We do take advantage of Morningside quite a lot. I love the library down there and try to go as much as possible on pretty days. It is only a few subway stops away and there is a free shuttle that runs between the two campuses every day and on weekends until pretty late at night. A lot of people live down there because they like the atmosphere better and come up every morning by train - it is only a 10 minute ride or even less when you are actually in the train.

                About the quality of the clubs, you'd be impressed. The plays are really good and fun and the musical mondays are really amazing. Aside from the arts, the other clubs (interest clubs, etc) bring speakers every once in a while and offer food in the meetings (by the way, you don't have to pay for a membership to most of these, with the exception of the Society of Bacchus, the wine tasting club). For Bacchus, they have tastings once a month or so where they will bring a lecturer, wine and some food - Bacchus is everyone's favorite, they are a lot of fun!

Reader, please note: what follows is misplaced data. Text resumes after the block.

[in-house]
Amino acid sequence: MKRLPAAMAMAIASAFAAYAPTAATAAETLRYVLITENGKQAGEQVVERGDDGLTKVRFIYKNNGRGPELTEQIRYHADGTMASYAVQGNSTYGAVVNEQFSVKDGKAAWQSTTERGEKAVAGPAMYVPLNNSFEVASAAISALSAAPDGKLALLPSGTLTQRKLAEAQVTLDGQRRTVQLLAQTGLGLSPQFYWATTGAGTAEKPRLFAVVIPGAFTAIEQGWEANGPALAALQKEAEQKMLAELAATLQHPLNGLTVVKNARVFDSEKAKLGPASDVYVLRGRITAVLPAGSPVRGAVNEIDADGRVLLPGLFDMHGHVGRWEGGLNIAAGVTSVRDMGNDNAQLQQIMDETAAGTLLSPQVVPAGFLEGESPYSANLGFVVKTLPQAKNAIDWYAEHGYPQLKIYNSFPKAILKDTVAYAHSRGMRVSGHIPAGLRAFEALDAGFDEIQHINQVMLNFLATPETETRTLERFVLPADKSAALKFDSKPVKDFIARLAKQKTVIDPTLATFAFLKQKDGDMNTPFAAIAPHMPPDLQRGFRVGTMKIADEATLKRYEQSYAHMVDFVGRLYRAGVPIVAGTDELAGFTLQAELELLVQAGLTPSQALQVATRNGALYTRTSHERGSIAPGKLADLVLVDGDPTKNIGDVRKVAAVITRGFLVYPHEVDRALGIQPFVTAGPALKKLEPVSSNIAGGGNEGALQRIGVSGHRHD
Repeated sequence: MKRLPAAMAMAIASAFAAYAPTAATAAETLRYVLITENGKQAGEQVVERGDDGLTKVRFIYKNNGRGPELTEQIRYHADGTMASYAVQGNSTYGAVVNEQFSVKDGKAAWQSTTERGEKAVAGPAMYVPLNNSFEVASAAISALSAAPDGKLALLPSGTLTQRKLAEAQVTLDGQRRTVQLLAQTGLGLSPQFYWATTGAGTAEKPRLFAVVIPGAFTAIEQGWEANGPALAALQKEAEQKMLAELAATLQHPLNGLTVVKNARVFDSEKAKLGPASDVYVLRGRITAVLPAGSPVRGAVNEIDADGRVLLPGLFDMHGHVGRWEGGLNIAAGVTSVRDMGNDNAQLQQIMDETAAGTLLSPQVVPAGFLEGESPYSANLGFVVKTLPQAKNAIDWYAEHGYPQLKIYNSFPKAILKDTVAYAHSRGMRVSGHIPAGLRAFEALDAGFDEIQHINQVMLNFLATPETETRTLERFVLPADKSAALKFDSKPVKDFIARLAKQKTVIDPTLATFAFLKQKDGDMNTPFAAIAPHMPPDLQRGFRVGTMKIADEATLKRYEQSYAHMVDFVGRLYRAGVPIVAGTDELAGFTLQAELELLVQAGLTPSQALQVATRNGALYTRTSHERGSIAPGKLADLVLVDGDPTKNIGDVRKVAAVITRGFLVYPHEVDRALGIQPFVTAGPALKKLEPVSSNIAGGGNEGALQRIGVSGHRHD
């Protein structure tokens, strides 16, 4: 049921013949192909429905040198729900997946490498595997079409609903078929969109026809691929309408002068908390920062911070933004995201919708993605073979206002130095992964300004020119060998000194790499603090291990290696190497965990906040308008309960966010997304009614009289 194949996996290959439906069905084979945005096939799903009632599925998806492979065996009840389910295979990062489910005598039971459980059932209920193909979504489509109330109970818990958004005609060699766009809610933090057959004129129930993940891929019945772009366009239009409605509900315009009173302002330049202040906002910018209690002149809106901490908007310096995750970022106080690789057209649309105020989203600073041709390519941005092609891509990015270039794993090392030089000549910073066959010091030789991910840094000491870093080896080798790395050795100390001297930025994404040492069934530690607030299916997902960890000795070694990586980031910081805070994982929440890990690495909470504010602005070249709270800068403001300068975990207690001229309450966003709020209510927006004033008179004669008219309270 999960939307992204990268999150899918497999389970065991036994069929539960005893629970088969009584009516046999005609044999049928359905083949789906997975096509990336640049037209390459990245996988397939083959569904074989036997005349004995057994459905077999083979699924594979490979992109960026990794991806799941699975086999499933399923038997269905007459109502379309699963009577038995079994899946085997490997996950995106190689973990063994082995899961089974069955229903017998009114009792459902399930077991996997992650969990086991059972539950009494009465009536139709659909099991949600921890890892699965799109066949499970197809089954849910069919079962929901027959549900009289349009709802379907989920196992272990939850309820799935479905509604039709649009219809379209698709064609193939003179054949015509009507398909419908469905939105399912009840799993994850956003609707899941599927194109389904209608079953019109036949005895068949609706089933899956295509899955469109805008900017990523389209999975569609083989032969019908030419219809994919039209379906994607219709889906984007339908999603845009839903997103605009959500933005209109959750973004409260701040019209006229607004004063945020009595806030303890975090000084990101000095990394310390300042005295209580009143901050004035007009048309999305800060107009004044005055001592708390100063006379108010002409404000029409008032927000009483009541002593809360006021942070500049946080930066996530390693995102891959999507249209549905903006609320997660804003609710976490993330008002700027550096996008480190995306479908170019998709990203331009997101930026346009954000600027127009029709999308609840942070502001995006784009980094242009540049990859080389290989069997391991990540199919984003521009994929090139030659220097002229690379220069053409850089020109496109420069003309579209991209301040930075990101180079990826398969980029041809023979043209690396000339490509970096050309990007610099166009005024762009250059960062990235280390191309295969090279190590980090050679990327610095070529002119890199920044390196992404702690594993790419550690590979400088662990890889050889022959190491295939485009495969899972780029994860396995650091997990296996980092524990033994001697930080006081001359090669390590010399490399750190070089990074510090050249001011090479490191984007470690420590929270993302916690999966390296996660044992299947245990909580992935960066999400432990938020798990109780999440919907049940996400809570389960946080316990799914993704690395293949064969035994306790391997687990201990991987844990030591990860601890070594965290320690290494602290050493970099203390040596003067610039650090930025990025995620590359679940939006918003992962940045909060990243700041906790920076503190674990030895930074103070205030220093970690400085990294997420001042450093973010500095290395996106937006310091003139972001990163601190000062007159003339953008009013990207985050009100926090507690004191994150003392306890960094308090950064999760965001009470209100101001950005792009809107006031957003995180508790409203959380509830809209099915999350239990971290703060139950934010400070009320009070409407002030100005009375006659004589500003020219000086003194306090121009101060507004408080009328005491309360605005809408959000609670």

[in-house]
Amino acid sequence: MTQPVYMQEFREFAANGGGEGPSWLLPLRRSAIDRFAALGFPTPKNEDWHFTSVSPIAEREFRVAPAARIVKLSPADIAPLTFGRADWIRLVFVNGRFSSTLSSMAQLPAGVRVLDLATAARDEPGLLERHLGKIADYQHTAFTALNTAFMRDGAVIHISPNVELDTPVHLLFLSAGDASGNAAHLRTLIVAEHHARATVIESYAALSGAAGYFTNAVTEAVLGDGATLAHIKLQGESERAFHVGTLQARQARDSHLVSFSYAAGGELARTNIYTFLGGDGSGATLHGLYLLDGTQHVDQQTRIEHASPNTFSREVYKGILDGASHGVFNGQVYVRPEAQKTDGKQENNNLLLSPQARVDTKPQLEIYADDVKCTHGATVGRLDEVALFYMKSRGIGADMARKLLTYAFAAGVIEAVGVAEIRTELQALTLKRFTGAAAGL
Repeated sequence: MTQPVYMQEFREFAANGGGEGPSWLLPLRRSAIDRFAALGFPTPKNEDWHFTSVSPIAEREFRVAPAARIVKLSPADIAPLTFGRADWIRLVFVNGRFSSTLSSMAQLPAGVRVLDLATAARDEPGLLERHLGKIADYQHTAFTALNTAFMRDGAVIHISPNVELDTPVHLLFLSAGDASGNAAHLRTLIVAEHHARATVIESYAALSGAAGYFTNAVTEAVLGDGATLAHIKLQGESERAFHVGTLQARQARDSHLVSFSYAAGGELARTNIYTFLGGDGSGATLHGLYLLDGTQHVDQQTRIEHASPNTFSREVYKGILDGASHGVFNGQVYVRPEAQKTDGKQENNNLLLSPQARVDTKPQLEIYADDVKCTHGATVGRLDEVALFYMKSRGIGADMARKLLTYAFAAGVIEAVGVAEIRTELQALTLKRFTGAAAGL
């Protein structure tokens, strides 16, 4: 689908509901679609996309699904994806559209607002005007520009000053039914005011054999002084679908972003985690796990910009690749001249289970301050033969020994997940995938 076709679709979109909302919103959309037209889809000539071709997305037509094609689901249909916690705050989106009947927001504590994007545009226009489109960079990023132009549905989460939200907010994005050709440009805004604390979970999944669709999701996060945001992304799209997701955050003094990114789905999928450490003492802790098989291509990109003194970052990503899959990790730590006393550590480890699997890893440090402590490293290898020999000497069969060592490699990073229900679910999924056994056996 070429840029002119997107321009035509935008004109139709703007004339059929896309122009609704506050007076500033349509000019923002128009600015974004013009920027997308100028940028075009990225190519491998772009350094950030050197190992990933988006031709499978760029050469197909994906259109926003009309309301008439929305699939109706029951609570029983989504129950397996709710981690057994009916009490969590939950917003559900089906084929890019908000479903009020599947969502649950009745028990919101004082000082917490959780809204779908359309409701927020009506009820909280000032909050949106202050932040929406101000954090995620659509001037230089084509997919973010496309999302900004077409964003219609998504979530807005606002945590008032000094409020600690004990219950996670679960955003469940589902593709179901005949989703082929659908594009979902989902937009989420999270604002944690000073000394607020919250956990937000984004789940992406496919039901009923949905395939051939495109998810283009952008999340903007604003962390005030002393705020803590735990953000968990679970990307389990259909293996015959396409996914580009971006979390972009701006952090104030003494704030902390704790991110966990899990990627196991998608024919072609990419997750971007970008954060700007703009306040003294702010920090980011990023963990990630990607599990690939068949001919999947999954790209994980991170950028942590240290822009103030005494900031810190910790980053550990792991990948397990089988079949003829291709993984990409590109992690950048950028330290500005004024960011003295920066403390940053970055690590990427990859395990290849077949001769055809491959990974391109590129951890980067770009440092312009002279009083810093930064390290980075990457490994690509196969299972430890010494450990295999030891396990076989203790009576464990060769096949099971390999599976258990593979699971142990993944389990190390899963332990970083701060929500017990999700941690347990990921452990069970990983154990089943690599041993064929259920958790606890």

souljah1

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                  Intlmed,

                  what nutrition course are you planning on taking? i went to the Institute of Human Nutrition at P&S for a M.S. curious to hear what nutrition course you are taking b/c some were good while others were horrible.

                  pm me if you want any advice on which to take.

                  best of luck.